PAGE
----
While the global movement around fab cities, fab labs and the maker scene is growing, there is a digital infrastructure missing enabling a data-based circular economy on both the global and local sphere.
Fab city is an innovative urban model that re-localises production to the city and its bioregional context, by empowering communities with the technology to build their own sustainable, innovative and regenerative urban futures.
The project aims to help fab cities to produce everything they consume on the basis of collaboratively developed and globally shared data as commons on the web. It promotes a green, resilient, and digitally-based mode of production and consumption that enables the greatest possible sovereignty, empowerment and participation of citizens all over the world.
Within the Interfacer Project, Dyne.org focused on the core component of this technology stack, the Interfacer Platform (aka Fab City OS Core), an innovative federated solution, tackling the challenges facing open-source hardware projects by mapping out the entire product lifecycle.
A digital and federated infrastructure upon which an economy of fab cities and regions will unfold covering the value chain from design over production to sales. Hosted by local fab city administrations, designs from the global commons may enter the local sphere where they can be converted into physical artefacts by fab labs and SMEs for users and customers of the products.
Interfacer is a software stack aiming to offer modular and highly customizable components, that each fab city, fab lab and like-minded organizations, can and adopt, activate and configure based on their own needs. The challenges we are tackling involve different aspects, like:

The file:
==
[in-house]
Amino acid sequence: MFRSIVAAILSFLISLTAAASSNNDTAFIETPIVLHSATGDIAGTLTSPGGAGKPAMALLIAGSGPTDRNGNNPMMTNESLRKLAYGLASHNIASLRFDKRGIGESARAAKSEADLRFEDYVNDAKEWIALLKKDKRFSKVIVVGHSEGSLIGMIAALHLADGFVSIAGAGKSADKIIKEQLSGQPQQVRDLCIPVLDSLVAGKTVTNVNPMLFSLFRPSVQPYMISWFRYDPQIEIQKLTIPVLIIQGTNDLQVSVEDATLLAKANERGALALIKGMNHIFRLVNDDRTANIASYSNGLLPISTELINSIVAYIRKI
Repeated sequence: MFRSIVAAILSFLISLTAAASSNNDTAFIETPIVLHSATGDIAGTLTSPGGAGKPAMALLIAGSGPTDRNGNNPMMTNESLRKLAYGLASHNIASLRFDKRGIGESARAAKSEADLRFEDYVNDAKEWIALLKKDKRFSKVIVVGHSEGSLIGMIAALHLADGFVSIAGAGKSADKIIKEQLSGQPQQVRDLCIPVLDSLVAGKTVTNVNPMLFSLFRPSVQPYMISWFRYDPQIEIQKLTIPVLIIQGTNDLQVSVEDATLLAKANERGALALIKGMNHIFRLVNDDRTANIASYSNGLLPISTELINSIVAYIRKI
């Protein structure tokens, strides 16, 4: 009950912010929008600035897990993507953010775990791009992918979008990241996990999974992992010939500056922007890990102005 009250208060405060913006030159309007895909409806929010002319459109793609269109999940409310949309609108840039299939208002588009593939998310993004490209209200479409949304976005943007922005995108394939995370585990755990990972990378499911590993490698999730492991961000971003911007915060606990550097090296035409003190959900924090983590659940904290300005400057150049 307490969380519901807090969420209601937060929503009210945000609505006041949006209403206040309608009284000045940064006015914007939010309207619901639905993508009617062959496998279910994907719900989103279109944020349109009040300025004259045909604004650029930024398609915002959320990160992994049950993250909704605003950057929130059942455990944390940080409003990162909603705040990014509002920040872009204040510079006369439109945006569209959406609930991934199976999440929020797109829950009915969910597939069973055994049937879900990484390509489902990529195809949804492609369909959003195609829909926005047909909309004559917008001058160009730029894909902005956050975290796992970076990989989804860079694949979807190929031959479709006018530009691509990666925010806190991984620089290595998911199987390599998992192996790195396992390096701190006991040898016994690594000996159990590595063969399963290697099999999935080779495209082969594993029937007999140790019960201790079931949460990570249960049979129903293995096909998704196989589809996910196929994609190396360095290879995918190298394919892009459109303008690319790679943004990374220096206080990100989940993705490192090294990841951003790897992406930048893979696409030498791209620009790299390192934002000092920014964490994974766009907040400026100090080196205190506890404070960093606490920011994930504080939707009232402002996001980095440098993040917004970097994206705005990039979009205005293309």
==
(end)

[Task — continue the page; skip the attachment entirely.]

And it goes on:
Digital Product Passport is a structured product related information, including data on sustainability to facilitate circular value retention and extraction activities such as reuse, remanufacturing and repairing.
Stored into a distributed ledger, it will guarantee reliable and authentic information, helping to reduce production costs and bureaucracy.
DPP will also record design’s flows and development data to promote global collaboration, providing stronger motivations and opportunities to new contributors.
The DPP will add valuable data for recycling, disassembly and repair to improve sustainability and green practices.
The W3C DID standard defines a way to create and manage decentralised identifiers (DIDs) for entities such as people, organisations, devices, etc. on a blockchain or other decentralised systems.It empowers digital sovereignty and federated cooperation.
Fab City OS core presents a revolutionary economic model, called Creative Flows, supporting the sharing, tracking, and tracing of open hardware in a standardised form.
This enhances collaboration and promotes fair agreements directly between users in a secure network. Globally connected productive communities are empowered to discover, remix, and improve designs and technologies like never before.
Creative Flows, utilising blockchain technology, facilitates fair revenue distribution based on contributions and agreements. Fab City OS will transform the traditional economic model, offering a decentralised and equitable solution.
Project funded by the European Regional Development Fund (ERDF) in the context of the INTERFACER Project